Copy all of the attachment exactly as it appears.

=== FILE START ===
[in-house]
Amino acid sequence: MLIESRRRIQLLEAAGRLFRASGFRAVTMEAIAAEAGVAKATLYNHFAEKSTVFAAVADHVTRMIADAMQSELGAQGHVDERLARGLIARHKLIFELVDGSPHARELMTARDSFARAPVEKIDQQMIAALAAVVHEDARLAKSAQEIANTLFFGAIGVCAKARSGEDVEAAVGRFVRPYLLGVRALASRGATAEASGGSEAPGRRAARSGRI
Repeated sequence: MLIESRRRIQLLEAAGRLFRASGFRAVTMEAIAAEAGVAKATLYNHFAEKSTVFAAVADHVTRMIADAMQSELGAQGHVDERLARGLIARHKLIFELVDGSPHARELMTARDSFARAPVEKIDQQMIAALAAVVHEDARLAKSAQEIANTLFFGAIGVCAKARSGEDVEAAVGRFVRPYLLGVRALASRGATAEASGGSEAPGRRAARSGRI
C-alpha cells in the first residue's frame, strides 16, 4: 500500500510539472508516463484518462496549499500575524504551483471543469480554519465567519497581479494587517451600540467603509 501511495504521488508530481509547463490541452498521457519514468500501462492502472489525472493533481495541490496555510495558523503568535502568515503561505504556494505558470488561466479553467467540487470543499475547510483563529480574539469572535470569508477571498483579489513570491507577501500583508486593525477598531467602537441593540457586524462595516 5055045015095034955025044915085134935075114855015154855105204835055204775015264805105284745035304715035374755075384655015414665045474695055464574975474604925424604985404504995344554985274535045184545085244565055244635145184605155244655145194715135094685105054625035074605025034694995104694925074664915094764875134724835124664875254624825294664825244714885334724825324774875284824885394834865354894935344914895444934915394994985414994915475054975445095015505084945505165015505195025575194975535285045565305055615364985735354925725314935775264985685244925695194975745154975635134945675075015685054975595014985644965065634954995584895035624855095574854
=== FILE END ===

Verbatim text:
[in-house]
Amino acid sequence: MLIESRRRIQLLEAAGRLFRASGFRAVTMEAIAAEAGVAKATLYNHFAEKSTVFAAVADHVTRMIADAMQSELGAQGHVDERLARGLIARHKLIFELVDGSPHARELMTARDSFARAPVEKIDQQMIAALAAVVHEDARLAKSAQEIANTLFFGAIGVCAKARSGEDVEAAVGRFVRPYLLGVRALASRGATAEASGGSEAPGRRAARSGRI
Repeated sequence: MLIESRRRIQLLEAAGRLFRASGFRAVTMEAIAAEAGVAKATLYNHFAEKSTVFAAVADHVTRMIADAMQSELGAQGHVDERLARGLIARHKLIFELVDGSPHARELMTARDSFARAPVEKIDQQMIAALAAVVHEDARLAKSAQEIANTLFFGAIGVCAKARSGEDVEAAVGRFVRPYLLGVRALASRGATAEASGGSEAPGRRAARSGRI
C-alpha cells in the first residue's frame, strides 16, 4: 500500500510539472508516463484518462496549499500575524504551483471543469480554519465567519497581479494587517451600540467603509 501511495504521488508530481509547463490541452498521457519514468500501462492502472489525472493533481495541490496555510495558523503568535502568515503561505504556494505558470488561466479553467467540487470543499475547510483563529480574539469572535470569508477571498483579489513570491507577501500583508486593525477598531467602537441593540457586524462595516 5055045015095034955025044915085134935075114855015154855105204835055204775015264805105284745035304715035374755075384655015414665045474695055464574975474604925424604985404504995344554985274535045184545085244565055244635145184605155244655145194715135094685105054625035074605025034694995104694925074664915094764875134724835124664875254624825294664825244714885334724825324774875284824885394834865354894935344914895444934915394994985414994915475054975445095015505084945505165015505195025575194975535285045565305055615364985735354925725314935775264985685244925695194975745154975635134945675075015685054975595014985644965065634954995584895035624855095574854